In most cases, noticing any signs and symptoms of endometrial cancer, such as abnormal vaginal bleeding or discharge (that is increasing in amount, occurring between periods, or occurring after menopause), and reporting them right away to your doctor allows the disease to be diagnosed at an early stage. Early detection improves the chances that your cancer will be treated successfully. But some endometrial cancers may reach an advanced stage before signs and symptoms can be noticed. More information can be found in “Signs and symptoms of endometrial cancer ”
Early detection tests
Early detection (also called screening) refers to the use of tests to find a disease such as cancer in people who do not have symptoms of that disease.
Women at average endometrial cancer risk
At this time, there are no screening tests or exams to find endometrial cancer early in women who are at average endometrial cancer risk and have no symptoms.
The American Cancer Society recommends that, at menopause, all women should be told about the risks and symptoms of endometrial cancer and strongly encouraged to report any vaginal bleeding, discharge, or spotting to their doctor.
Women should talk to their doctors about getting regular pelvic exams. A pelvic exam can find some cancers, including some advanced uterine cancers, but it is not very effective in finding early endometrial cancers.
The Pap test, which screens women for cervical cancer, can occasionally find some early endometrial cancers, but it’s not a good test for this type of cancer. For information on screening tests for cervical cancer, see Cervical Cancer: Prevention and Early Detection.
Women at increased endometrial cancer risk
The American Cancer Society recommends that most women at increased risk should be informed of their risk and be advised to see their doctor whenever they have any abnormal vaginal bleeding. This includes women whose risk of endometrial cancer is increased due to increasing age, late menopause, never giving birth, infertility, obesity, diabetes, high blood pressure, estrogen treatment, or tamoxifen therapy.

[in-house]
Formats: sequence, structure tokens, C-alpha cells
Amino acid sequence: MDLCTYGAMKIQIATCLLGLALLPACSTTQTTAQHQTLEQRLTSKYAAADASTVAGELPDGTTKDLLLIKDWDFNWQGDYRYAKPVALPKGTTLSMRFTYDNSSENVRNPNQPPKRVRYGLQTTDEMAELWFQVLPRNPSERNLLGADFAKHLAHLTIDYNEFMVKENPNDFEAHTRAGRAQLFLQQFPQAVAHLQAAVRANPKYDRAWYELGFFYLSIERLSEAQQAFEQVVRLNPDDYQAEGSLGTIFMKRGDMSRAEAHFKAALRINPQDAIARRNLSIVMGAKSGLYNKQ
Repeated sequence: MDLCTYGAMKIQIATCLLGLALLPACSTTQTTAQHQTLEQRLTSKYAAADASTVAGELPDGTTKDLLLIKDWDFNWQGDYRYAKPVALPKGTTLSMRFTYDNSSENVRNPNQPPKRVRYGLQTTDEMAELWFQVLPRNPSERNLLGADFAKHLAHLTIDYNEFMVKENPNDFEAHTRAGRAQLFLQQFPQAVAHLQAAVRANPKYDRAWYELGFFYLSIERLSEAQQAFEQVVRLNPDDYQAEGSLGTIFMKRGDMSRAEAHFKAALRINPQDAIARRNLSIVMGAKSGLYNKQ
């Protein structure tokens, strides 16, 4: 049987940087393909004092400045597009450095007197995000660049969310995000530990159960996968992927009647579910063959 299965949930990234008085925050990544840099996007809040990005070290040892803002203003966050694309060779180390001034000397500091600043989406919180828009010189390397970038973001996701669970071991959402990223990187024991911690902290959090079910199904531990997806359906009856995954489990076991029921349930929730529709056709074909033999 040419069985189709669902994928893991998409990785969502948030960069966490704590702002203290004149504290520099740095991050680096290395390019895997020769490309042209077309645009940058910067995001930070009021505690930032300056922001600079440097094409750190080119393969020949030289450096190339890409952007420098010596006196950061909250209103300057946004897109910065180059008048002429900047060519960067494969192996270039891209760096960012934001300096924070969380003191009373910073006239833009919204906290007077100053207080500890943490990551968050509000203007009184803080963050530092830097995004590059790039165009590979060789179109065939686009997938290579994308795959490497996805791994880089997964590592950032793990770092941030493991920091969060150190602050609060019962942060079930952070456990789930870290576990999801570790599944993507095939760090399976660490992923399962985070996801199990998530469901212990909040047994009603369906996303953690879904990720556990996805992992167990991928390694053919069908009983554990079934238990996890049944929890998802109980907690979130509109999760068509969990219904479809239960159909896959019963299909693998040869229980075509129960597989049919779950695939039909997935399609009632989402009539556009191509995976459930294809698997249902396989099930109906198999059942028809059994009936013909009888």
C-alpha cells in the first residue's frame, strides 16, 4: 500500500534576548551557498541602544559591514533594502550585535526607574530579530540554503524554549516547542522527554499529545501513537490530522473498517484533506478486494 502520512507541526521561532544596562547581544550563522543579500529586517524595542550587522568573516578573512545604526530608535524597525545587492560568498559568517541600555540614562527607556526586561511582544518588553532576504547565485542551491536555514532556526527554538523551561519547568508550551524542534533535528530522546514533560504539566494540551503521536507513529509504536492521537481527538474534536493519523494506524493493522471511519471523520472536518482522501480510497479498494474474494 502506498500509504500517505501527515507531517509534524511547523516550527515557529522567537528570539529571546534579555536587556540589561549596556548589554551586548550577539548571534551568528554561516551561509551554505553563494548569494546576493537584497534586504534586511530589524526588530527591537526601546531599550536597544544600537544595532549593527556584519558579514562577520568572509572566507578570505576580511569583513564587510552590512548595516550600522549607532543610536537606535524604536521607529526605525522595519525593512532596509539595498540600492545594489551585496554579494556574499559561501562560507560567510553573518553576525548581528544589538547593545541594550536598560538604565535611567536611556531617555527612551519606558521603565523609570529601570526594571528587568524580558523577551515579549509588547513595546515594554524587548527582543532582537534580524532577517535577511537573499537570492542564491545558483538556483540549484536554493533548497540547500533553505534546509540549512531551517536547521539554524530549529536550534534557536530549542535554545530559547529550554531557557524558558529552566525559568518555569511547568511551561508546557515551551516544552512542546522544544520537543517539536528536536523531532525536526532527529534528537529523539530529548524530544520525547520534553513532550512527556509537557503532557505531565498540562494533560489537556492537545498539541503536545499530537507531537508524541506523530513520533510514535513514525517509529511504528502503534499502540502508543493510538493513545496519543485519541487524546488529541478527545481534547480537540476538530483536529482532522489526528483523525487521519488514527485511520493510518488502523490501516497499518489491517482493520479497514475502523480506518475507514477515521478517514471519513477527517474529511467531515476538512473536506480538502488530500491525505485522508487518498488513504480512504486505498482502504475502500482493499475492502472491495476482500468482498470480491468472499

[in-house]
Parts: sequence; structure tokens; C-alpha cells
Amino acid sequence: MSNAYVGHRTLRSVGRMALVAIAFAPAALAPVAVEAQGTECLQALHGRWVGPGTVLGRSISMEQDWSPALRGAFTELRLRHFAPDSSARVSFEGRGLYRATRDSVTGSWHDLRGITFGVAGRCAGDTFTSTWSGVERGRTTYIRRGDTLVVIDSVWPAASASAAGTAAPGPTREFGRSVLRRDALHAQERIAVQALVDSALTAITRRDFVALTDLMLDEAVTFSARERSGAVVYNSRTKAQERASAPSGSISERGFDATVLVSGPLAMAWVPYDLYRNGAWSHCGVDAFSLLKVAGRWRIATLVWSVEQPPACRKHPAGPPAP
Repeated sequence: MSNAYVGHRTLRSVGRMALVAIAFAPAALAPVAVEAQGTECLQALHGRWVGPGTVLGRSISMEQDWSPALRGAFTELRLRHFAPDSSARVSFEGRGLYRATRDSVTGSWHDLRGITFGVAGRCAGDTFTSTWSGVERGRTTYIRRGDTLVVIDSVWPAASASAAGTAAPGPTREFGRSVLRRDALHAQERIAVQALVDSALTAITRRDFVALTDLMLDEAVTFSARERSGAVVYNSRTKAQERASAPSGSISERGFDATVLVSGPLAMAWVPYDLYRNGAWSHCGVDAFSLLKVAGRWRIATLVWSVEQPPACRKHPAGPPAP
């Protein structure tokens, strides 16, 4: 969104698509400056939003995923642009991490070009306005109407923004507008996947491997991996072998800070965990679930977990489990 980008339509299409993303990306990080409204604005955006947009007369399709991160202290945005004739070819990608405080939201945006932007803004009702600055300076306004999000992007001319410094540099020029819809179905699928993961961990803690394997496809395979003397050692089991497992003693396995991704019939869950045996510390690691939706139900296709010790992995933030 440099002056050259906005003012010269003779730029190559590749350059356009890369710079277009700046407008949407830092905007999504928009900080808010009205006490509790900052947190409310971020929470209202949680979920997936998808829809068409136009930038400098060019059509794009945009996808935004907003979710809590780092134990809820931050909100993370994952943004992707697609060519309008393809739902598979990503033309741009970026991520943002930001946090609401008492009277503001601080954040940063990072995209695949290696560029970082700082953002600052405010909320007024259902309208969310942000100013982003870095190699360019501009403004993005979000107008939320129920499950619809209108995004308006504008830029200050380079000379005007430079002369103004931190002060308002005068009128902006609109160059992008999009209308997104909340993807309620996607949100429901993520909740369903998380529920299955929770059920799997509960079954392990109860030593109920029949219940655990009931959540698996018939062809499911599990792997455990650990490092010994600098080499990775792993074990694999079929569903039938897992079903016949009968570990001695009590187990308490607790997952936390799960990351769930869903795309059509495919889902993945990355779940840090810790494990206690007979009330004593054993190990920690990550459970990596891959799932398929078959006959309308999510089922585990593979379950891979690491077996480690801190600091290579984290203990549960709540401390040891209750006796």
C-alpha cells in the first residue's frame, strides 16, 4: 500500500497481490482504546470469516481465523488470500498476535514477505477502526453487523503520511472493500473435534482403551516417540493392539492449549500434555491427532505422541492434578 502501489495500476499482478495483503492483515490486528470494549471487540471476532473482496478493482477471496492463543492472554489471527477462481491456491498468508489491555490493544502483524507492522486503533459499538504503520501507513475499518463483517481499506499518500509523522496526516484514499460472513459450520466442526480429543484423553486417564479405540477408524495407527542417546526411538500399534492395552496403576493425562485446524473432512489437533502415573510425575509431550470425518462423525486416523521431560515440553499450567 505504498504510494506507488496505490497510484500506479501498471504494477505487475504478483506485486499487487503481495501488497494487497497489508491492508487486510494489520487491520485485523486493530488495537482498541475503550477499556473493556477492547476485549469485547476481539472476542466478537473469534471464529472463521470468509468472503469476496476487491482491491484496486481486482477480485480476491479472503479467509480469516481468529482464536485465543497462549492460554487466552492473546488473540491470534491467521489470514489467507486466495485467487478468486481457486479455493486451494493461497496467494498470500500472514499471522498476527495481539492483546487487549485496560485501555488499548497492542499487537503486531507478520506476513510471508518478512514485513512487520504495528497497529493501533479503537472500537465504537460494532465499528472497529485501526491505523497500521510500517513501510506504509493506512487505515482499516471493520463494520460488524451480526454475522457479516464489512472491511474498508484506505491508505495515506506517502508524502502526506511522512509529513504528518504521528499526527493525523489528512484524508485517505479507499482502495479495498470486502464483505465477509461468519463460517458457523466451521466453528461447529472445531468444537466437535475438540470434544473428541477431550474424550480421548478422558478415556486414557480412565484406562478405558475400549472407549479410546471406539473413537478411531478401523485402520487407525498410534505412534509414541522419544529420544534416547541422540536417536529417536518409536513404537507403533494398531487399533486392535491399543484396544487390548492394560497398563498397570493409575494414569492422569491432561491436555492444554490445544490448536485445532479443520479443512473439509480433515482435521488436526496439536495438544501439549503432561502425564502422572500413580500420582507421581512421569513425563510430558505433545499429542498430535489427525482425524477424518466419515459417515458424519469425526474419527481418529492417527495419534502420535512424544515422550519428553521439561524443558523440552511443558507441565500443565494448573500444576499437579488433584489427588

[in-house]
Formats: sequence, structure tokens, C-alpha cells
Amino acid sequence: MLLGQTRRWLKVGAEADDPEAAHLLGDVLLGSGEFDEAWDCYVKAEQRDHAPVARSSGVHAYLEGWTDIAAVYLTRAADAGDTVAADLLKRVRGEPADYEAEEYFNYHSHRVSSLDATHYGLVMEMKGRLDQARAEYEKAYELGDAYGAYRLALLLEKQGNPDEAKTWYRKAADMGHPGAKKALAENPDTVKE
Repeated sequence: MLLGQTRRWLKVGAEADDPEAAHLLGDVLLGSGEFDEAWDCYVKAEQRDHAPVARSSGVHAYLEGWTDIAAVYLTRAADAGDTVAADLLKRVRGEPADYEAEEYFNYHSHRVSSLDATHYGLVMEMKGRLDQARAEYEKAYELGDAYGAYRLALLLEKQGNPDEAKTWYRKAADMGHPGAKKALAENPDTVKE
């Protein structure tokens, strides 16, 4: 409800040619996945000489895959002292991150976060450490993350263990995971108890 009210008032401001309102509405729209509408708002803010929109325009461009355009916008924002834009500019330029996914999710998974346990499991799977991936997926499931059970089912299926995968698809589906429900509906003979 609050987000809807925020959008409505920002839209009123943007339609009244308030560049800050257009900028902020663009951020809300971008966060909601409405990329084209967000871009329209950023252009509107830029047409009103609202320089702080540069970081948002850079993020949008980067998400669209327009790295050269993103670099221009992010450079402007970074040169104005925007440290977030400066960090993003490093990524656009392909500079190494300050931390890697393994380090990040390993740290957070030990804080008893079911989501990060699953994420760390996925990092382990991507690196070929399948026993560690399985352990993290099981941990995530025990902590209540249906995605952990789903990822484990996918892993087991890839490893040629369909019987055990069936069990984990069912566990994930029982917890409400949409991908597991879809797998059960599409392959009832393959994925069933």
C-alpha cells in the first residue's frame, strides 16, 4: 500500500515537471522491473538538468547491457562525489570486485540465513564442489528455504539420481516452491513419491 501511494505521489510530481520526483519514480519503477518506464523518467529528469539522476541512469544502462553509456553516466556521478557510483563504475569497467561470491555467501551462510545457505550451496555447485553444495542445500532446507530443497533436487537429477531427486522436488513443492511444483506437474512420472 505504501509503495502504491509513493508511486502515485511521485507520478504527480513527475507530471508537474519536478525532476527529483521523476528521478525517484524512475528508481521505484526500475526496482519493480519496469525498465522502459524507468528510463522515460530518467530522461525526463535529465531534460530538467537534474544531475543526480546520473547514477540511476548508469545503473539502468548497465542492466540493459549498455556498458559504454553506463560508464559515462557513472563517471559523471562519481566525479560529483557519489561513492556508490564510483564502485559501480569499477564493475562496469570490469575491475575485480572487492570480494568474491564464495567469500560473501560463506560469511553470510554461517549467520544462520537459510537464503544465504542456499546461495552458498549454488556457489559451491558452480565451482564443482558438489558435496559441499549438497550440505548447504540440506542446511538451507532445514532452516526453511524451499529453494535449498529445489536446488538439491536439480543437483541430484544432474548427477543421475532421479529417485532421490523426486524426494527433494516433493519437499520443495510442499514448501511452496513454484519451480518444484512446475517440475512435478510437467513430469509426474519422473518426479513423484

Women who have (or may have) hereditary non-polyposis colon cancer (HNPCC, sometimes called Lynch syndrome) have a very high risk of endometrial cancer. If several family members have had colon or endometrial cancer, you might want to think about having genetic counseling to learn about your family’s risk of having HNPCC.
If you (or a close relative) have genetic testing and are found to have a mutation in one of the genes for HNPCC, you are at high risk of getting endometrial cancer. See Genetic Testing: What You Need to Know for more on genetic testing.
The American Cancer Society recommends that women who have (or may have) HNPCC be offered yearly testing for endometrial cancer with endometrial biopsy beginning at age 35. Their doctors should discuss this test with them, including its risks, benefits, and limitations. This applies to women known to carry HNPCC-linked gene mutations, women who are likely to carry such a mutation (those with a mutation known to be present in the family), and women from families with a tendency to get colon cancer where genetic testing has not been done.
Another option for a woman who has (or may have) HNPCC would be to have a hysterectomy once she is done having children. This was discussed in “Can endometrial cancer be prevented?”
Last Revised: 02/29/2016